How Shall I Spend My Summers?
For a lot of college students, this is both a challenging as well as exciting time. While the semester tends to be a very hectic time with lots of deadlines and personal needs to be prioritized, school can be a buffer because we have professors, extracurricular expectations, social outings, etc. that can help us shape our schedules and lives. While these things seem like they are within an easy grasp, the job search process is less definite.
One of my friends who is a former consultant and investment banking analyst intern told me that job applications are mostly a numbers game. You reach out to over 100+ places in order to have an opportunity to apply to 50 places. Then you might get 10 interviews for 1 or 2 jobs, which is all you need. That is a lot of customized cover letters to write, without accounting for resume revisions based on relevancy.
Nevertheless, I think the process so far has been really rewarding. I think I have learned a lot, and I feel much more connected to the job world than before, considering that I attend a school with very few major firm recruiters. Plus, I think I have a better idea of what I want in my life and the stage that I am at.
5 Life Lessons I Learned From My Job Search:
1. Seek Satisfaction and Joy in the Life and Friends You Have Now.
I go to a Bible college, so it is probably easier for me to say that than for other people. I am grateful for the countless people who have been good listeners and encouraged me during this process. You never know what trials you may face in the next stage of life, or the things you take for granted. I want to thank all the friends at CCU who have gone out of their way to see how I am doing when I am engrossed in school work and everything else. Your unconditional love means a lot. I have had at least one friend tell me that they or their friends had jobs at prestigious firms but were miserable at them.
1 Timothy 6:6-7: “But godliness with contentment is great gain. For we brought nothing into the world, and we can take nothing out of it.”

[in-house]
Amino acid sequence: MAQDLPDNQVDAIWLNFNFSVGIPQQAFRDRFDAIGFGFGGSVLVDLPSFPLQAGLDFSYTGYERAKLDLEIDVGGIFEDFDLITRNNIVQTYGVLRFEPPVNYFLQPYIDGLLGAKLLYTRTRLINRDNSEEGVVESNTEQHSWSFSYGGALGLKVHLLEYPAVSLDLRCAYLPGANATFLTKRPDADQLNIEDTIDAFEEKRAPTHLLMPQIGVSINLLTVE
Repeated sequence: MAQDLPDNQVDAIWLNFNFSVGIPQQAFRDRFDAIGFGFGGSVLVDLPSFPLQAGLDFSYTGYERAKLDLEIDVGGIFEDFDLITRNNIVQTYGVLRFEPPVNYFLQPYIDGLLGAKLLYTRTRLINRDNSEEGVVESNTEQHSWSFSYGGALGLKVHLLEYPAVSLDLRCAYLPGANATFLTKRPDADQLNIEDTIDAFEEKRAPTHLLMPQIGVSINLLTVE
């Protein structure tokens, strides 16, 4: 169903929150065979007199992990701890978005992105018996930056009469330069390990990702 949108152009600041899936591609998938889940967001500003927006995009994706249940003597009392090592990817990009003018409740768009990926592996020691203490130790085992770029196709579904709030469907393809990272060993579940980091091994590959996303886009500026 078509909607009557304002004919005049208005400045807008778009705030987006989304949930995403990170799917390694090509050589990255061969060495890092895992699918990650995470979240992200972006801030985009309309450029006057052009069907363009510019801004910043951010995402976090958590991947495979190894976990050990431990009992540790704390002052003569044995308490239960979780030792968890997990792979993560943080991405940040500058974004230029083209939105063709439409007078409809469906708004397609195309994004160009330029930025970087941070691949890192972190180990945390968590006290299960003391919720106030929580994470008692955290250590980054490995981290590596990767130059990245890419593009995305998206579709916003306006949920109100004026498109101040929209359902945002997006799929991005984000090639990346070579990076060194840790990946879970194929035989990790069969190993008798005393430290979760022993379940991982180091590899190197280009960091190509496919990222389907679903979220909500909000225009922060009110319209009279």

2. Be self-confident and reach out. You never know.
I have reconnected with some former acquaintances that for the longest time, I was not confident in connecting with. However, I realize that all of them have been more than happy to help give job referrals or answer application questions. A lot of them are busy, so you may not hear back for a few days, but when they do, it’s very insightful and targeted. Also, it doesn’t hurt to follow up sometimes. People often refrain from answering an email if they need time to think something over. If you persevere, they may have an answer the second time around.
3. Figure out what you want to get out of your classes.
If you want to simply do the minimum to ace classes and fly by with a high GPA, your life in the meantime will be pretty miserable. Plus, you will more likely have trouble answering job interview questions related to your academic and extracurricular work. Then, there are those self-doubts over whether the academics really translates to professional expertise. Instead, if you think about why you signed up for a class and go beyond your class to get skills beyond that 4.0, you will most likely be more proactive in developing great relationships and expertise that you may end up of using.
That is the thinking I have applied to some of my music classes even though the internships I consider are usually more business-related. However, the most important thing about maximizing your classes is that you will end up enjoying them more, finding passion, and building memories. College should not be a survival laundry list.
4. Recognize the things that you won’t get from your career, but you can get now.
Many of you probably already know about this statement. Your career isn’t everything. One thing the job search has made me realize is that my spiritual life needs to be strengthened and how important it is that I have a solid network of friends and mentors for spiritual accountability and fellowship. I also realize that the real professional world may not teach me the truths that are taught in Chapel, so I need to keep my ears open.
5. God will use everything…the good and the bad.
Probably one of the most alarming things that a prospective intern can hear after months of specific industry preparation is that they are not qualified enough for the company. However, realize that God will use these experiences for His future glory.
For more information about partnering with God on career decisions, check out this article from Christian Career Center.
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